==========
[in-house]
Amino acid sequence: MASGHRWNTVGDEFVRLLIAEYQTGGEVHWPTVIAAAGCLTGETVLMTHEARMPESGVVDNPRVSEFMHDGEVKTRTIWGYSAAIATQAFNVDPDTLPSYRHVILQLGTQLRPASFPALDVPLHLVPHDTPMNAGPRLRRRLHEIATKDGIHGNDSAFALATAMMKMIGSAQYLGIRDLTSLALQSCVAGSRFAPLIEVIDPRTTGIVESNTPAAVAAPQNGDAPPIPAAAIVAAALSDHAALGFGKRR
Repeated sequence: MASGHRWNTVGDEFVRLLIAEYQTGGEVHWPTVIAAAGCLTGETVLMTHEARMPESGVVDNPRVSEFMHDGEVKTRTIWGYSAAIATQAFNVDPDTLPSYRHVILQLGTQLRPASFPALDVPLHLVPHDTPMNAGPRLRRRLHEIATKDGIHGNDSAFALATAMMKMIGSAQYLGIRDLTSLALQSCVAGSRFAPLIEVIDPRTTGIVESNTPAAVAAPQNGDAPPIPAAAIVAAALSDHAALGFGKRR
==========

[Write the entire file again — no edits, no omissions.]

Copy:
[in-house]
Amino acid sequence: MASGHRWNTVGDEFVRLLIAEYQTGGEVHWPTVIAAAGCLTGETVLMTHEARMPESGVVDNPRVSEFMHDGEVKTRTIWGYSAAIATQAFNVDPDTLPSYRHVILQLGTQLRPASFPALDVPLHLVPHDTPMNAGPRLRRRLHEIATKDGIHGNDSAFALATAMMKMIGSAQYLGIRDLTSLALQSCVAGSRFAPLIEVIDPRTTGIVESNTPAAVAAPQNGDAPPIPAAAIVAAALSDHAALGFGKRR
Repeated sequence: MASGHRWNTVGDEFVRLLIAEYQTGGEVHWPTVIAAAGCLTGETVLMTHEARMPESGVVDNPRVSEFMHDGEVKTRTIWGYSAAIATQAFNVDPDTLPSYRHVILQLGTQLRPASFPALDVPLHLVPHDTPMNAGPRLRRRLHEIATKDGIHGNDSAFALATAMMKMIGSAQYLGIRDLTSLALQSCVAGSRFAPLIEVIDPRTTGIVESNTPAAVAAPQNGDAPPIPAAAIVAAALSDHAALGFGKRR